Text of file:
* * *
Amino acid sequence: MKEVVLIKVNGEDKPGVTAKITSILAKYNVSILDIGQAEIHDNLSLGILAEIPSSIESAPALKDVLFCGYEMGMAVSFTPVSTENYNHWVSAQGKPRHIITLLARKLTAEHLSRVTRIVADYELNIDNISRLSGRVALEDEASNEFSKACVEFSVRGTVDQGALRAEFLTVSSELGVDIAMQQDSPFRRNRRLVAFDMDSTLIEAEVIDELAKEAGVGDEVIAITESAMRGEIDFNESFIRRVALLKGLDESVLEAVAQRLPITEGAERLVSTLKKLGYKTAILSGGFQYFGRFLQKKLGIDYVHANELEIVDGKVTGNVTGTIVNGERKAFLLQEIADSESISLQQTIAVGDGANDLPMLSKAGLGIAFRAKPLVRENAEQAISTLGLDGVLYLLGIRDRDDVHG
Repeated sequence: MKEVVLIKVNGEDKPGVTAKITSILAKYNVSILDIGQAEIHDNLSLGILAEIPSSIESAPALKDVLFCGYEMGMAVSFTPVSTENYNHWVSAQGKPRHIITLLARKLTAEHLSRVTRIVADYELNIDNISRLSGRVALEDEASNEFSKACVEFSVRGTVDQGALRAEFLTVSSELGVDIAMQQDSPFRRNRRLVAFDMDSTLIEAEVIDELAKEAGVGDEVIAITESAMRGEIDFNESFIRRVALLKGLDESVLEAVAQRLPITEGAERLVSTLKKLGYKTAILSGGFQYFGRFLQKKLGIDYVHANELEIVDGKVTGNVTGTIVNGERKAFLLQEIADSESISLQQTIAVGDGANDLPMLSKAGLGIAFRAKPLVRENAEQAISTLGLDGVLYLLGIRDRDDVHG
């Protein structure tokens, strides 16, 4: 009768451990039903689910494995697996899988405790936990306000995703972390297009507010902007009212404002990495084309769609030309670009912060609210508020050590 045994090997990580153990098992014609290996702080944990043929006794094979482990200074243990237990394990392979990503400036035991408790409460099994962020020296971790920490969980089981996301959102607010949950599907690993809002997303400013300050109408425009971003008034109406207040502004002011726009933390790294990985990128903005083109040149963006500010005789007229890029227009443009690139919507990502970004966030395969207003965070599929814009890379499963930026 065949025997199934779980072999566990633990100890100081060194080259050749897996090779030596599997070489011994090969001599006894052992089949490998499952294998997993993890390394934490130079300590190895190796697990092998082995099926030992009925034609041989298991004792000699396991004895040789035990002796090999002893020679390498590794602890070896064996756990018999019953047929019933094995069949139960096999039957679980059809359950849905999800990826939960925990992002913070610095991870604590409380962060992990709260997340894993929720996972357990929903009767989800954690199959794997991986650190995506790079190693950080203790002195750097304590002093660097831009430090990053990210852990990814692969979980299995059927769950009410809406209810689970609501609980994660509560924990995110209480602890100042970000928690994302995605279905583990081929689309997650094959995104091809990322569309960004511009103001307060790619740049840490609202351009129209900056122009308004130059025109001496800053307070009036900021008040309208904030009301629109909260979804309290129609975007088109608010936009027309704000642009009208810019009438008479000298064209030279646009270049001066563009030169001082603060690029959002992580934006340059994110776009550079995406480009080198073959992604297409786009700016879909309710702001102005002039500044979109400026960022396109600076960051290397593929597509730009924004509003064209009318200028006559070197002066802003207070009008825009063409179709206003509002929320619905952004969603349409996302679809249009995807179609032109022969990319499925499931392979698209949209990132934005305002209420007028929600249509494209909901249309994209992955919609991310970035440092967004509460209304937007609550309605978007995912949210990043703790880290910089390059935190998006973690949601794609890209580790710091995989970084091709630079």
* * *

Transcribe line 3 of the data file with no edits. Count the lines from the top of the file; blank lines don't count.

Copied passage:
């Protein structure tokens, strides 16, 4: 009768451990039903689910494995697996899988405790936990306000995703972390297009507010902007009212404002990495084309769609030309670009912060609210508020050590 045994090997990580153990098992014609290996702080944990043929006794094979482990200074243990237990394990392979990503400036035991408790409460099994962020020296971790920490969980089981996301959102607010949950599907690993809002997303400013300050109408425009971003008034109406207040502004002011726009933390790294990985990128903005083109040149963006500010005789007229890029227009443009690139919507990502970004966030395969207003965070599929814009890379499963930026 065949025997199934779980072999566990633990100890100081060194080259050749897996090779030596599997070489011994090969001599006894052992089949490998499952294998997993993890390394934490130079300590190895190796697990092998082995099926030992009925034609041989298991004792000699396991004895040789035990002796090999002893020679390498590794602890070896064996756990018999019953047929019933094995069949139960096999039957679980059809359950849905999800990826939960925990992002913070610095991870604590409380962060992990709260997340894993929720996972357990929903009767989800954690199959794997991986650190995506790079190693950080203790002195750097304590002093660097831009430090990053990210852990990814692969979980299995059927769950009410809406209810689970609501609980994660509560924990995110209480602890100042970000928690994302995605279905583990081929689309997650094959995104091809990322569309960004511009103001307060790619740049840490609202351009129209900056122009308004130059025109001496800053307070009036900021008040309208904030009301629109909260979804309290129609975007088109608010936009027309704000642009009208810019009438008479000298064209030279646009270049001066563009030169001082603060690029959002992580934006340059994110776009550079995406480009080198073959992604297409786009700016879909309710702001102005002039500044979109400026960022396109600076960051290397593929597509730009924004509003064209009318200028006559070197002066802003207070009008825009063409179709206003509002929320619905952004969603349409996302679809249009995807179609032109022969990319499925499931392979698209949209990132934005305002209420007028929600249509494209909901249309994209992955919609991310970035440092967004509460209304937007609550309605978007995912949210990043703790880290910089390059935190998006973690949601794609890209580790710091995989970084091709630079």